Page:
Can you guess these four sports that were invented by Canadians?
Canada’s comprised of almost 10 million square kilometres of land. That’s a lot of space to play with! To help you explore our great Canadian landscape, we’ve drummed up four quintessentially Canadian activities to get you moving. Did you know that basketball, hockey, lacrosse and five-pin bowling were all invented by Canadians?
If you’re looking to challenge yourself and try something new this summer, choose the sport you’re least familiar with, and give it a go.
Lacrosse is officially Canada’s national summer sport, so-named by the National Sports Act of Canada in 1994. The Indigenous Huadenosaunee (Iroquois) are first thought to have played a lacrosse-like sport, with sticks and balls, more than 900 years ago. The sport was introduced in what is now Ontario in the 1600s, and the rest, as they say, is history.
Present-day lacrosse can be a very physical team sport, almost like ice hockey without the ice, plus straight sticks with nets on the end (instead of curved hockey sticks) and hard rubber balls (instead of pucks). Inexpensive lacrosse sets – including nets, balls, sticks and goalie sticks – can be found at sporting goods stores, and they can be a blast to play with at a park or on the beach.
The physical benefits are built into the game: A lacrosse field is about 100 metres long and approximately 55 metres wide; running through a field this size is a high-impact aerobic activity, which in turn gets hearts and lungs pumping, and increases stamina.
Basketball is another indoor/outdoor sport. You can play in a school yard or a community centre, and if you’ve got a hoop handy, all you need is the ball. Invented by Dr. James Naismith, who was born near Toronto in 1861 and moved to the United States after his studies at McGill University, basketball is the second-most-popular sport in the world, after soccer.
Basketball is adaptable. You can play by yourself – just shooting hoops or dribbling the afternoon away – or with a friend in a two-on-two match, or in larger teams. And it’s a bone-builder. Physiologically, muscle tugs and pushes against bone when we pound down the court and that in turn aids in the formation of new bone tissue, and makes bones stronger.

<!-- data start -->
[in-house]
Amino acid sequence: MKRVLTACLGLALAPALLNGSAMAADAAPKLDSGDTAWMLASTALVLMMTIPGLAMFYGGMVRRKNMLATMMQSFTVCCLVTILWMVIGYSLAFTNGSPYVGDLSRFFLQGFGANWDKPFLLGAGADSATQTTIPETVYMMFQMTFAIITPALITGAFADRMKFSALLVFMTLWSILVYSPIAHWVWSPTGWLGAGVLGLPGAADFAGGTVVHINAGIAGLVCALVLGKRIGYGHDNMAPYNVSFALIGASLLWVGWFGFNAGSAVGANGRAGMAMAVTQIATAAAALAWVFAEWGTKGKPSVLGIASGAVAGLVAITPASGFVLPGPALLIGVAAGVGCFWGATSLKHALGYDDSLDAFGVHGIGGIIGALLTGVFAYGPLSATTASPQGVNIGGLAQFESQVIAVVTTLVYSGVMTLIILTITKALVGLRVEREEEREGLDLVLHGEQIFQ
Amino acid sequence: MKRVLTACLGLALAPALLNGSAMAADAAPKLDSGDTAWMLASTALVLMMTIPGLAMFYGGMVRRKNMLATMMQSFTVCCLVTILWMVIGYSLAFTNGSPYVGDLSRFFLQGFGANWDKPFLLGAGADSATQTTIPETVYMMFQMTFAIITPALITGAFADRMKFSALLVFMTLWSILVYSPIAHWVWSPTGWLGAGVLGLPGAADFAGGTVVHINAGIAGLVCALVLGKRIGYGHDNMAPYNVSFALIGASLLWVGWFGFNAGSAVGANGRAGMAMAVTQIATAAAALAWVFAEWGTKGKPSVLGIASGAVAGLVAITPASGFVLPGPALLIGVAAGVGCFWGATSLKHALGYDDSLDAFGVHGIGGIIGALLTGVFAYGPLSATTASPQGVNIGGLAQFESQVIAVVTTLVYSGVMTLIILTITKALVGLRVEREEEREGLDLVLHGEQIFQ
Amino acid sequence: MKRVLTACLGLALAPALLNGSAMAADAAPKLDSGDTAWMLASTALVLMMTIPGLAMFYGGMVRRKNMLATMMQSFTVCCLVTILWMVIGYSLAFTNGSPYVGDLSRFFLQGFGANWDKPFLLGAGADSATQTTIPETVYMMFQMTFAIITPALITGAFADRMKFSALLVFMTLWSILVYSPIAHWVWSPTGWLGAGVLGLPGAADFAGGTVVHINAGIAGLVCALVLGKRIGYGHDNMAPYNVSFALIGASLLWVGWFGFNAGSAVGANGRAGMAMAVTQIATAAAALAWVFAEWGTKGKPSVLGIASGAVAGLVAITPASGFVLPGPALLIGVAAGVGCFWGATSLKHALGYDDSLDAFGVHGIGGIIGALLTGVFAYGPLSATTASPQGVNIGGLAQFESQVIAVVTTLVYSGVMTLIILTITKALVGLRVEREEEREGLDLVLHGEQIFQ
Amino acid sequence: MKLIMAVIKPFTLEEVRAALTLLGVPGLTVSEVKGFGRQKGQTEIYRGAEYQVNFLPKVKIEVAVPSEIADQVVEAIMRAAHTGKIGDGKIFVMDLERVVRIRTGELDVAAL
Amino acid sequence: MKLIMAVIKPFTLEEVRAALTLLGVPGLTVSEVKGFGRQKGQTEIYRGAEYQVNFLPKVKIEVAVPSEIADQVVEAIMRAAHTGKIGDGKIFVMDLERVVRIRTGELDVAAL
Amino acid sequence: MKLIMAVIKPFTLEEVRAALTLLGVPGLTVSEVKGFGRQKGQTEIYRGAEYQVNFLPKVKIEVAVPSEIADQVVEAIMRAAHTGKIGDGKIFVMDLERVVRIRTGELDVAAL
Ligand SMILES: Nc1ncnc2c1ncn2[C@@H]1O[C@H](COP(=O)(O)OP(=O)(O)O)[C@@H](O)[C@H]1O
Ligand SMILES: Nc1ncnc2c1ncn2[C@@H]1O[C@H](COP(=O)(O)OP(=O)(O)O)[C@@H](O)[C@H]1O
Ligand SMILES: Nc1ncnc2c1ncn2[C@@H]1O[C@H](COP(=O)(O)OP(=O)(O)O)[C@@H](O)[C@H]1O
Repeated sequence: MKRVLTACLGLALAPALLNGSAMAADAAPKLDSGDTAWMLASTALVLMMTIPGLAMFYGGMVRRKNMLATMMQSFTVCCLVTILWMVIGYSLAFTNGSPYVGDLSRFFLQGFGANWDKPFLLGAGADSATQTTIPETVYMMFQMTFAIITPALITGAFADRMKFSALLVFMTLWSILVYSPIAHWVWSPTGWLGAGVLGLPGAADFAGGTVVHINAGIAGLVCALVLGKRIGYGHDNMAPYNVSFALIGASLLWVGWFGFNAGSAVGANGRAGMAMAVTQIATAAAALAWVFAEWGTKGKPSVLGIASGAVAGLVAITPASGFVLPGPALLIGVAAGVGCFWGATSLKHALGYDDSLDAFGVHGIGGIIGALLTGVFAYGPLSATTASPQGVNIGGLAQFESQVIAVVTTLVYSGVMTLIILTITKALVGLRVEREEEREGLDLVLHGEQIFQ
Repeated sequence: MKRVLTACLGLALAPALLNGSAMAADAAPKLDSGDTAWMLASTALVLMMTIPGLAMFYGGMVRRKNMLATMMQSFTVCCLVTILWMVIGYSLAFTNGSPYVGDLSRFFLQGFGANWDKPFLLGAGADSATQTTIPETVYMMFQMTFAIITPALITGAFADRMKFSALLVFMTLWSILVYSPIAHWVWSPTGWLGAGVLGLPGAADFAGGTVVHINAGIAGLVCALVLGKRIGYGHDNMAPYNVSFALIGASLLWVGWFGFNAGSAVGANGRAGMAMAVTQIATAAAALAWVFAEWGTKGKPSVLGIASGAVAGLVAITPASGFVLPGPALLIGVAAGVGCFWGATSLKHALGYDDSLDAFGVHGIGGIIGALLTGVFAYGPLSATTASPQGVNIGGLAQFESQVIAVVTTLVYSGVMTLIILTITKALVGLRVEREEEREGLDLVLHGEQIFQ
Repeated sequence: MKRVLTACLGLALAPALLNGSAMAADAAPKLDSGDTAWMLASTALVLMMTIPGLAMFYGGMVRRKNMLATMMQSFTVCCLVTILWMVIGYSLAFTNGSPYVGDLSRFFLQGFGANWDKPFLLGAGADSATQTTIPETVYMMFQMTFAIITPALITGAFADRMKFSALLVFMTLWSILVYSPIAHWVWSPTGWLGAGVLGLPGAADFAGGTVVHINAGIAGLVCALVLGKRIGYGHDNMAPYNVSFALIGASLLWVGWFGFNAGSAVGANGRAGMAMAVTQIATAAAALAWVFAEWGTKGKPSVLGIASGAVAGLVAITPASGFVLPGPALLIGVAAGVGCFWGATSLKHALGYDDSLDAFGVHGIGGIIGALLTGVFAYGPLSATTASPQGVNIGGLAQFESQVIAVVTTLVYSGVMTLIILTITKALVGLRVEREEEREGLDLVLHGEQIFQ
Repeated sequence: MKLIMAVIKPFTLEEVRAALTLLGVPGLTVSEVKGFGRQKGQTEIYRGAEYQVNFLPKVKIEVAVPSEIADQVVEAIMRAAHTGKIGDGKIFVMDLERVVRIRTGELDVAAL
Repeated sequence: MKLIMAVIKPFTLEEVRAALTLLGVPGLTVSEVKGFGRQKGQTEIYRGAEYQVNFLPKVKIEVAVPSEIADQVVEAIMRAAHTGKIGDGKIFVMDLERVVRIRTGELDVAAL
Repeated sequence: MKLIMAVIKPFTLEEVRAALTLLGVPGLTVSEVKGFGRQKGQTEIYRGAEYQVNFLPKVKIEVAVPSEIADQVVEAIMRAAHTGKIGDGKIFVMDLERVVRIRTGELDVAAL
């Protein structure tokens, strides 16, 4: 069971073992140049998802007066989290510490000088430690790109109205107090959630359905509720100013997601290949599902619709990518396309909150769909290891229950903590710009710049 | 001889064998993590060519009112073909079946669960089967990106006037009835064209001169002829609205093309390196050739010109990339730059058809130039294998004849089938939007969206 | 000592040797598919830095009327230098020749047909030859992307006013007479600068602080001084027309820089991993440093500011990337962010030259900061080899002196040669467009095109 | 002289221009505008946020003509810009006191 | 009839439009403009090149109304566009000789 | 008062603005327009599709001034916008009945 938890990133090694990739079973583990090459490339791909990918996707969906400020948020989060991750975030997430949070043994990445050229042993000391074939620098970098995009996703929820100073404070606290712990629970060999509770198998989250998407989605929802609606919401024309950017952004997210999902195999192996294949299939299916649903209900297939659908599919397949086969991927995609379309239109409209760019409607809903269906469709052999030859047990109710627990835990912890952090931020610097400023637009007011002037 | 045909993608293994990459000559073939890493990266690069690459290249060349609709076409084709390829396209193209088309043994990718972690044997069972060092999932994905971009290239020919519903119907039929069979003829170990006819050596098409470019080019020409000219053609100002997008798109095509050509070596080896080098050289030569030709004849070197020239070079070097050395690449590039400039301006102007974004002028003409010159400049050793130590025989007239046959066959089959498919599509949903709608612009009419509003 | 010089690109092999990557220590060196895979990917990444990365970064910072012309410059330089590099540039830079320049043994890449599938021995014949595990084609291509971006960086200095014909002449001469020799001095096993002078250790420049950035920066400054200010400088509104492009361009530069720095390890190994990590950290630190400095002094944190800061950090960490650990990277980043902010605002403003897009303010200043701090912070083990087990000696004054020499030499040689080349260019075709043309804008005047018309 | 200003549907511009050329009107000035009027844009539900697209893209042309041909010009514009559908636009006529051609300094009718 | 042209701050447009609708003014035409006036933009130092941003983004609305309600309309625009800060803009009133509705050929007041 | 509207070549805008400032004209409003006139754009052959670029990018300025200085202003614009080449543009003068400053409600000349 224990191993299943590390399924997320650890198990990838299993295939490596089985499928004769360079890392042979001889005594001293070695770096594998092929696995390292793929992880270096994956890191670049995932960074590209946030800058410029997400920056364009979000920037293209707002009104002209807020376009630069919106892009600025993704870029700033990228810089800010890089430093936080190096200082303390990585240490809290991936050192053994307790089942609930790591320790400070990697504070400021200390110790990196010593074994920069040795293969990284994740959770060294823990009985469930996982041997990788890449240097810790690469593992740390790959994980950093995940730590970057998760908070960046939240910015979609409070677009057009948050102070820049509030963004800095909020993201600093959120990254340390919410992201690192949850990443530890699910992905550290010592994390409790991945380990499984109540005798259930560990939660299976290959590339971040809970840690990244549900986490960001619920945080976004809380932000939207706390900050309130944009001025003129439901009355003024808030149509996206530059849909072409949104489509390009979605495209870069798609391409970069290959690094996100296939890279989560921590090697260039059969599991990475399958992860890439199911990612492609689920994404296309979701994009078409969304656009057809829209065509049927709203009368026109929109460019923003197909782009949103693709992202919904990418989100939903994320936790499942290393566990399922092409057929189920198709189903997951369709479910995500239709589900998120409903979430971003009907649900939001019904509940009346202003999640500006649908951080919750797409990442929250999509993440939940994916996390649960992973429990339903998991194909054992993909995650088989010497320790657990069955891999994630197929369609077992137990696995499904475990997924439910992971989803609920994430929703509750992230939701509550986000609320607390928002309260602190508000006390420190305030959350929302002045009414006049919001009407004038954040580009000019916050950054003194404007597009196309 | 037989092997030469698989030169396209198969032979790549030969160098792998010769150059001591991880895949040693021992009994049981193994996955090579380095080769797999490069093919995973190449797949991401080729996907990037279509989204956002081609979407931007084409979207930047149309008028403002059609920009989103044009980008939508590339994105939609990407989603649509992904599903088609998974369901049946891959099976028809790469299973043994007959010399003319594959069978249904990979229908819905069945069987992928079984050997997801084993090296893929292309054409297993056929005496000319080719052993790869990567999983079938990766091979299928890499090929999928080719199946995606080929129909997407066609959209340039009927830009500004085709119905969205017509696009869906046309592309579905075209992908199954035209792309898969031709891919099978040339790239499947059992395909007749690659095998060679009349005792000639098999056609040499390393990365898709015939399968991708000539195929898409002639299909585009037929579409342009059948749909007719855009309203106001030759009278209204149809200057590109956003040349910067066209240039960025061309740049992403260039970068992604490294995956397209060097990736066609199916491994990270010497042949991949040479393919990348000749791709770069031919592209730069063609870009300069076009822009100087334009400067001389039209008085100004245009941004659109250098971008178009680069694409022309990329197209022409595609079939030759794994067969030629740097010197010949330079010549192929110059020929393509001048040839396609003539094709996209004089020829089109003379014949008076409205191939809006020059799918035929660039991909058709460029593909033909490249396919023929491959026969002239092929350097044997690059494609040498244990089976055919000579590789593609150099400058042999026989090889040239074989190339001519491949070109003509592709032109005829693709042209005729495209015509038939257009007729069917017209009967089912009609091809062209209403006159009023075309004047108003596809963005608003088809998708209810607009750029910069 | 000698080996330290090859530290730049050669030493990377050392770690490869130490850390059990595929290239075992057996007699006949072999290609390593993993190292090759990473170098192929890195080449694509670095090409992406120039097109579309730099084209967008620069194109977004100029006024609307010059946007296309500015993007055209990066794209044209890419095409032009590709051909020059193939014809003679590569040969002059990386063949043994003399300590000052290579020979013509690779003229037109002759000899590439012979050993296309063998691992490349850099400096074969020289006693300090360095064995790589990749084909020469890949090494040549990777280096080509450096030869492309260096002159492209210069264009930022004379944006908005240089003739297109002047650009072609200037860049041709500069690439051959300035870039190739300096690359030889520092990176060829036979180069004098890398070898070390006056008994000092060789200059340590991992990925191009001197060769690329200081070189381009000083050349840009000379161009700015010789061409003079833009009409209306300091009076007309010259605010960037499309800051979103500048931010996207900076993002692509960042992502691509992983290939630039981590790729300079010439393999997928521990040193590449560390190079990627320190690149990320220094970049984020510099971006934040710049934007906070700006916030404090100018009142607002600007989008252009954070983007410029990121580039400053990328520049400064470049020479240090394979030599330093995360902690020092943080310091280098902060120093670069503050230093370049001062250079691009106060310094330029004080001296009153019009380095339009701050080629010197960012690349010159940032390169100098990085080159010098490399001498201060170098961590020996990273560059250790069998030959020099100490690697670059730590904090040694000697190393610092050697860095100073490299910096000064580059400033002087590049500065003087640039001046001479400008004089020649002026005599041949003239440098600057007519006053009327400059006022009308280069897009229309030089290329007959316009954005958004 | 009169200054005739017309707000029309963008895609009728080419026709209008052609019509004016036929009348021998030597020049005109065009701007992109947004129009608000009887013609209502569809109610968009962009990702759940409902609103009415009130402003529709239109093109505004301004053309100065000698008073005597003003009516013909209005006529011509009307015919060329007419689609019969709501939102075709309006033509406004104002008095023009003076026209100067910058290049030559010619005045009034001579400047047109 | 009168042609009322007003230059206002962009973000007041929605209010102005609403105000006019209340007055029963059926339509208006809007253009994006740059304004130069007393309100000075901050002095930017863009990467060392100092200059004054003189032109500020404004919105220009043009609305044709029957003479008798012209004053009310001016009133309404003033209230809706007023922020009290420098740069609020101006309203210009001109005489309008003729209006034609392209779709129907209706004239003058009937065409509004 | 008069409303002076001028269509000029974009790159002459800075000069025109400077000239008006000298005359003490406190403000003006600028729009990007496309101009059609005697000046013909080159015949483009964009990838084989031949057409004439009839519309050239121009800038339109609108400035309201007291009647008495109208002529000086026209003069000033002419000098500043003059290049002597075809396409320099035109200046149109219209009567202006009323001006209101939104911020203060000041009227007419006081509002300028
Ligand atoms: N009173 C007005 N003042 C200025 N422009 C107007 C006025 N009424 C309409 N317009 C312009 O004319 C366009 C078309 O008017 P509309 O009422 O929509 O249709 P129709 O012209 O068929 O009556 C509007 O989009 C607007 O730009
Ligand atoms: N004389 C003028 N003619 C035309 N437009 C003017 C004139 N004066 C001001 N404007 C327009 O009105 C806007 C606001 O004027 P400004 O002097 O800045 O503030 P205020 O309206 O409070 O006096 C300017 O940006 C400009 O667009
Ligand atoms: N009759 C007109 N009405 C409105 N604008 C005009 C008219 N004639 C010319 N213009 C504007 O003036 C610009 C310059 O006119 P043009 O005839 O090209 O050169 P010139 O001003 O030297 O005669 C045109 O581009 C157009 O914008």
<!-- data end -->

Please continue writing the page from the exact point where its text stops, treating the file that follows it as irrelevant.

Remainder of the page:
Sure, hockey is our country’s official winter sport, but ball hockey is a great summer alternative. Lots of communities have summer ball hockey leagues, for kids and adults alike, that take advantage of hockey rinks that have gone quiet over the summer, and patches of pavement around empty schools. Ball hockey improves overall speed and stamina, and the fast footwork sharpens our coordination—which is important, especially as we age.
Five-pin bowling was invented out of necessity by a 10-pin alley owner in Toronto, Thomas F. Ryan. Patrons asked Ryan for a lighter ball and quicker game so they could squeeze in a game during their lunch breaks, and he complied.
Bowling is a great heat-advisory or rainy day activity, and it’s doable for all ages. Most alleys have “ramps” for little kids to roll their ball down in a straight line, and more advanced 10-pin lanes for the straight shooters. And while it’s not exactly a high-octane, high-adrenaline sport, the mechanics of bowling has us stretching and flexing our arms and bending our legs, which activates and lubricates our tendons, ligaments, muscles and joints.
For an outdoor DIY activity, try making your own five-pin game using upcycled water bottles or tin cans. No computerized scoring here, so take a tutorial before you start. Or, better yet, don’t keep score and just enjoy the game!